By William Schomberg
LONDON (Reuters) - The Bank of England is expected to say on Thursday that it is ready to take further radical action to prop up the economy and Britain's finance minister will announce help for self-employed workers hit by the coronavirus shutdown.
The BoE, which has made two emergency cuts to interest rates this month, boosted its bond-buying programme by a further 9% of British economic output, and taken a string of other measures to help lending, is likely to hold off on further action when it makes a statement at 1200 GMT after its scheduled March meeting.
But Governor Andrew Bailey, who has been in the job for less than two weeks, and his fellow top BoE officials are likely to say they will take further radical measures - probably another increase in their quantitative easing programme - if needed to steer Britain's economy out of its expected slump.
This week, the U.S. Federal Reserve took the unprecedented step of saying it will expand its asset purchases by as much as needed to stabilise frantic financial markets.
"Our guess is... that no further purchases will be announced tomorrow," JPMorgan economist Allan Monks said in a note to clients on Wednesday.
"But we think the BoE will end up announcing additional asset purchases by the May meeting, especially if it becomes clear that the fiscal deficit is likely to exceed 10% of GDP as we suspect."
Bailey and other BoE officials have suggested they will not cut their benchmark lending rate from its new all-time low of 0.1% into negative territory because it would hurt lending.
The BoE ad other top regulators announced a welter of measures on Thursday to give banks more leeway for handling troubled loans.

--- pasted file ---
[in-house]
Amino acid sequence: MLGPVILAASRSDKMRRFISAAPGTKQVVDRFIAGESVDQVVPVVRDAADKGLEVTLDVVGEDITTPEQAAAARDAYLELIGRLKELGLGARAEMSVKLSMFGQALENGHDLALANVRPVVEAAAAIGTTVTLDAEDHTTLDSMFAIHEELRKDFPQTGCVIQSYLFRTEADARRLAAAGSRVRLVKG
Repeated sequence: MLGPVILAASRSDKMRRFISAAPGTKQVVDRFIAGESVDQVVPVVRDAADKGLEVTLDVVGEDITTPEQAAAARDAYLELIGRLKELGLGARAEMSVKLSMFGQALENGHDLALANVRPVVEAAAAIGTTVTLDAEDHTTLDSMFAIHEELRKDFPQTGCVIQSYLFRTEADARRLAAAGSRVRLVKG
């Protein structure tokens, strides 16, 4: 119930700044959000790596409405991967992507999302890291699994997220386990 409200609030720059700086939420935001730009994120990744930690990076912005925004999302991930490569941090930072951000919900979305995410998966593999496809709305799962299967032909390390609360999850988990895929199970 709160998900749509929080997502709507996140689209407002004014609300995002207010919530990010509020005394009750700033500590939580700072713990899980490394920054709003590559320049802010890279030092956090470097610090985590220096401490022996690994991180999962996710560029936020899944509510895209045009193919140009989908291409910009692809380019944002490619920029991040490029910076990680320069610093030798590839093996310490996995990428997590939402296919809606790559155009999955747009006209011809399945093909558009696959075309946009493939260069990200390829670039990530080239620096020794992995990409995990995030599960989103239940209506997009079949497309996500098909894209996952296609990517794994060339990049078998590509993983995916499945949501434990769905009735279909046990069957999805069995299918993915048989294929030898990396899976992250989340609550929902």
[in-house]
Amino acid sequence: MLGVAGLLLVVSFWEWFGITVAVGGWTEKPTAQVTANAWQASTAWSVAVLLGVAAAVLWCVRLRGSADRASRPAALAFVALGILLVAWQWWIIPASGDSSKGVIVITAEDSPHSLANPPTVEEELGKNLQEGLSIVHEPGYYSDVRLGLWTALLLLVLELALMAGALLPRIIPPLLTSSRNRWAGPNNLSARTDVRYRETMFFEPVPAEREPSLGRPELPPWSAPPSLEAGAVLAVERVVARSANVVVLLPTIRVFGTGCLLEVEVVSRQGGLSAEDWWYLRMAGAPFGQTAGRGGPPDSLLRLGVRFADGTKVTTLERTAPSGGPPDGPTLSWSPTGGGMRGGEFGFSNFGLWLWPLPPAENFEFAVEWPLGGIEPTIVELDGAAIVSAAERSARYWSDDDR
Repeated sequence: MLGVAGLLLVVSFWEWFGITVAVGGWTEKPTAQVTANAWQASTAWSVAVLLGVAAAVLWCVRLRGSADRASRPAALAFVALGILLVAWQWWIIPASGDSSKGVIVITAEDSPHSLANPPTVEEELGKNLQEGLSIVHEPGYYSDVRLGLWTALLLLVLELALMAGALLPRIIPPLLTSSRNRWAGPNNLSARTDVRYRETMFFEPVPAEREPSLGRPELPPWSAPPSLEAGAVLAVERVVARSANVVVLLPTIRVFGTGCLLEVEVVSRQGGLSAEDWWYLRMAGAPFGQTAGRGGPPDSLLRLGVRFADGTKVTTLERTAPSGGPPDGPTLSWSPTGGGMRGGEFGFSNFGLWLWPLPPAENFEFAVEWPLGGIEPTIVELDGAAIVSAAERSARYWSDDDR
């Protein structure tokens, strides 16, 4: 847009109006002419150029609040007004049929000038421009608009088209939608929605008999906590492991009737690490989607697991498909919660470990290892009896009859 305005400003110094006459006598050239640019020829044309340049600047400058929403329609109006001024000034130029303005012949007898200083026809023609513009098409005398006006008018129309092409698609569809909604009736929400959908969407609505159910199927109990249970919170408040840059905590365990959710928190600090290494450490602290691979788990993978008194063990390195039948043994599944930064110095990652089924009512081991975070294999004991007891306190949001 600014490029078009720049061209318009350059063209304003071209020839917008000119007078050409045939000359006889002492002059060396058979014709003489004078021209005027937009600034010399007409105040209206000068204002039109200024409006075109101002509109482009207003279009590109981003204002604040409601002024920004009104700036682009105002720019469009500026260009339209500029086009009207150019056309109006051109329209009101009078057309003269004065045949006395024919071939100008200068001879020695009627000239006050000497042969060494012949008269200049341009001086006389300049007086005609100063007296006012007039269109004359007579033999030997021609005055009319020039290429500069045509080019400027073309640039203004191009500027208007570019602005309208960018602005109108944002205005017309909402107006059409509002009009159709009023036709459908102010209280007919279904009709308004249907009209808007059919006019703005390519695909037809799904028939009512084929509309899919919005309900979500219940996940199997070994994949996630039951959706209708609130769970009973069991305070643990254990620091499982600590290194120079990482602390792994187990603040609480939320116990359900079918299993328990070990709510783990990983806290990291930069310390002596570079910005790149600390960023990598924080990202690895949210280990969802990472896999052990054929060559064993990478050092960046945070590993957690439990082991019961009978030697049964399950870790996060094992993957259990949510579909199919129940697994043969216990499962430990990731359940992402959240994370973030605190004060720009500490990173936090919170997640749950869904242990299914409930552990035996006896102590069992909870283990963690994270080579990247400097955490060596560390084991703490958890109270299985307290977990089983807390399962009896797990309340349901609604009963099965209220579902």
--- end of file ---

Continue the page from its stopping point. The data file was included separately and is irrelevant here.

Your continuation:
Shortly after the central bank's announcement, finance minister Rishi Sunak is expected to explain how he plans to support Britain's 5 million self-employed workers through the crisis.
On Wednesday, officials said nearly half a million people filed welfare claims over the previous nine days, raising fears of a big jump in unemployment.
Last week, Sunak took the historic step of announcing that the British state would pay 80% of the wages of private sector workers, who number around 28 million, in a bid to reduce an expected surge in unemployment.
He has unveiled a string of other huge, debt-funded stimulus measures. But the 39-year-old former Goldman Sachs analyst has faced criticism that uncertainty about how the government will help the self-employed has left many independent workers with little choice but to ignore calls to stay at home.
The Times reported that Sunak planned to help around 2 million self-employed by paying money directly into their bank accounts. The monthly payouts were expected to be capped and targeted for those on lower incomes, it said.
The scale of the hit to the economy - some forecasters are warning of the deepest recession in a century - and prolonged uncertainty about how long the shutdown will last mean further action is likely ahead.
"UK policymakers have launched massive fiscal and monetary support which will help enormously," said Brian Hilliard, an economist with SocGen.
"But we fear that the damage is so great, and still mounting, that more measures will be necessary - and in a matter of days, not weeks."
(Additional reporting by Huw Jones and Kylie MacLellan; Writing by William Schomberg, Editing by Guy Faulconbridge)